Syrian Orthodox land - All people are equal, but some are less equal than others?

By Dr. Otmar Oehring, Head of the Human Rights Office of Missio

Turkey's Mor Gabriel Syrian Orthodox Monastery in the Midyat (Tur Abdin) district faces five separate lawsuits contesting its right to its own property. Some of these cases are being brought by the government, and the state's actions suggest it wishes that the Monastery no longer existed. Otmar Oehring of the German Catholic charity Missio, in a commentary for Forum 18 News Service, argues that as long as the international community shows an interest in the fate of the Syrian Orthodox community, nothing drastic will happen it. But this will not prevent the lawsuits dragging on, leaving the Monastery and the community insecure and emotionally and financially drained. Should international interest fade, the state and local tribal leaders will do what they have long sought to do: take over the Christian-owned land. The fate of the Syrian Orthodox is important not just for that community, but for the signal it sends to other minority religious communities – and indeed to all who want full equality for everyone in Turkey.


Turkey's Mor Gabriel Syrian Orthodox Monastery in the Midyat (Tur Abdin) district in the south-eastern Mardin Province is facing no fewer than five separate court cases contesting its right to its own property, Forum 18 News Service notes. Four of the cases started in 2008, with the fifth being lodged in 2010, and the claimants are the Environment and Forestry Ministry (two cases), the State Treasury (two cases) and two local villages. The cases illustrate the insecurity of property ownership that religious minority communities in Turkey face. If the court cases go against the Monastery, many associated with the Monastery and the local Syrian Orthodox community will see this as a sign that the authorities want them to leave the country.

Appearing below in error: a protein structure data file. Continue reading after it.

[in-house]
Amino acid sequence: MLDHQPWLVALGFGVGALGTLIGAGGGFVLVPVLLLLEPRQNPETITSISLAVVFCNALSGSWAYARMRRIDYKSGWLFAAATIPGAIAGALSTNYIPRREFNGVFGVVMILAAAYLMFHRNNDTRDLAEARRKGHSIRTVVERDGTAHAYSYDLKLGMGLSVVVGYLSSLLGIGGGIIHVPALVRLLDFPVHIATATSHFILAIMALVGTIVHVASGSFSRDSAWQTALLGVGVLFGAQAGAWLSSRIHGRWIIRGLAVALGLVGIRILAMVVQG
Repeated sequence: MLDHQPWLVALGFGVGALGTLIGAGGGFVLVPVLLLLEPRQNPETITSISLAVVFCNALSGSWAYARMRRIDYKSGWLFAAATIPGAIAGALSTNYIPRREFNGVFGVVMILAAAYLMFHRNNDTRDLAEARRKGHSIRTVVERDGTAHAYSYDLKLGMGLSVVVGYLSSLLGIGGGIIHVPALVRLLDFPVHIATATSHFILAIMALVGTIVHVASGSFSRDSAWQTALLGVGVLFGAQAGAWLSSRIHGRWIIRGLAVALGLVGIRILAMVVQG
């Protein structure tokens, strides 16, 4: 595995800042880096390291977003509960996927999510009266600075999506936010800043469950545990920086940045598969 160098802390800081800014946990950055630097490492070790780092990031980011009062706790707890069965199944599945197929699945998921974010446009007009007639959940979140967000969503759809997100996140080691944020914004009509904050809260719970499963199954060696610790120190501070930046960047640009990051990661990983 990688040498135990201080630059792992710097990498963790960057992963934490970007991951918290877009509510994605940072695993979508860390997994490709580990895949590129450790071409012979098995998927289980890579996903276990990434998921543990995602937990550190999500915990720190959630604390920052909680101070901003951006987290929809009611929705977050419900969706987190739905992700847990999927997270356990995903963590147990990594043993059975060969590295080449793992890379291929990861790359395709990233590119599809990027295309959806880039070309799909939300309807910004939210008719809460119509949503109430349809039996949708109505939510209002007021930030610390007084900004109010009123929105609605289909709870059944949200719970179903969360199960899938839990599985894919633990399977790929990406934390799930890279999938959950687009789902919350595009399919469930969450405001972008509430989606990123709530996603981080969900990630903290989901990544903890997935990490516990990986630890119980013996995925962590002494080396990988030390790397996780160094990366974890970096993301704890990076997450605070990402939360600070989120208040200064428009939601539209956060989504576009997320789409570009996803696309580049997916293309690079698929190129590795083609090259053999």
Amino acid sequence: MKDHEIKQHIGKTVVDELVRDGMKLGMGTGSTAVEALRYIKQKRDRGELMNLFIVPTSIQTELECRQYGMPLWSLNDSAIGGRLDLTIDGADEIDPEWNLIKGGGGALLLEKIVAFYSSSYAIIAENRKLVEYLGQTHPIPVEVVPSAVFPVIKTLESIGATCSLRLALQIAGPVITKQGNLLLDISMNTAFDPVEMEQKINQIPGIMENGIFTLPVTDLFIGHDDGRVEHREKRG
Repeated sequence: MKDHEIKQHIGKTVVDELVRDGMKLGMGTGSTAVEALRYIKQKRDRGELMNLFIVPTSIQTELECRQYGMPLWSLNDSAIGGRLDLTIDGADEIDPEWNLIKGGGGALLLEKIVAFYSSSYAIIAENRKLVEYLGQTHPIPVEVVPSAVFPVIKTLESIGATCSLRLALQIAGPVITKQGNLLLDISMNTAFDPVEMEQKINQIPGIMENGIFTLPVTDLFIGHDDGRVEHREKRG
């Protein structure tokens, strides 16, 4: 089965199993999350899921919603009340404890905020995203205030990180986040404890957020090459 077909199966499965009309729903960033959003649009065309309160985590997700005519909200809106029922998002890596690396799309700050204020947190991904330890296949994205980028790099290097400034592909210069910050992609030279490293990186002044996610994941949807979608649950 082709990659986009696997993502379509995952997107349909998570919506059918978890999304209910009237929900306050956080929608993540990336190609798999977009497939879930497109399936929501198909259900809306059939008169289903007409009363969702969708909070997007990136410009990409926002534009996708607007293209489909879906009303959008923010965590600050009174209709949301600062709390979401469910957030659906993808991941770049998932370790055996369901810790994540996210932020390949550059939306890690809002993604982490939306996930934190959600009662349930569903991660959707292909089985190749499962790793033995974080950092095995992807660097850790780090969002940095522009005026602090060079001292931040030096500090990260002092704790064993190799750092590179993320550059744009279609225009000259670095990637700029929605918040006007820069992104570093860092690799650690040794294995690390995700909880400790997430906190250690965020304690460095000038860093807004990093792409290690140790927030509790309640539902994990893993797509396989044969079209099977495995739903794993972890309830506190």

The cases against Mor Gabriel, which was founded in 397 AD, are possibly the best-known legal property cases against religious minorities. They are complex, and involve the three-way relationship between the Monastery, the state and local Kurdish tribes. A nearby Kurdish-populated village, Güngören, has not joined the cases. And while a "land grab" by some villagers in two other villages - Eglence and Yayvantepe – may be one motivation, others have seen another underlying motive: to get rid of the Monastery entirely (see F18News 27 October 2009

Turkish religious communities as diverse as Alevi Muslims, Catholics, the Greek Orthodox, Protestants, and the Syrian Orthodox Church all have differing but long-standing place of worship and property problems. There has been no significant recent progress in resolving these problems (see F18News 27 October 2009

Exiled people return

The 2,000 or so local Syrian Orthodox live in villages around the Mor Gabriel Monastery itself, which has been restored in recent years. They are the surviving remnants of several Christian communities that numbered almost 500,000 people in south-eastern Turkey alone in the early years of the 20th century. Only very few members of other local Christian communities who have been resident for many centuries – Chaldeans, Armenian Apostolic, Armenian Catholic and Syrian Catholic - remain in the region. These communities have largely left because of Kurdish pressure exerted from before the founding of the Turkish Republic in 1923 to the present day.

Threats – including kidnapping and murder – have come from the PKK Kurdish militant movement, villagers acting without organisation, Kurds within the state-backed Türkiye Hizbullah and Köy Korucular (village guard) groups opposed to the PKK, formal forces of the Turkish state, and Kurdish tribal leaders. This pressure accelerated during the 1970s and 1980s, and the Syrian Orthodox and other minorities in the area were either marginally or not at all defended against attacks and threats by the Turkish authorities (see F18News 27 October 2009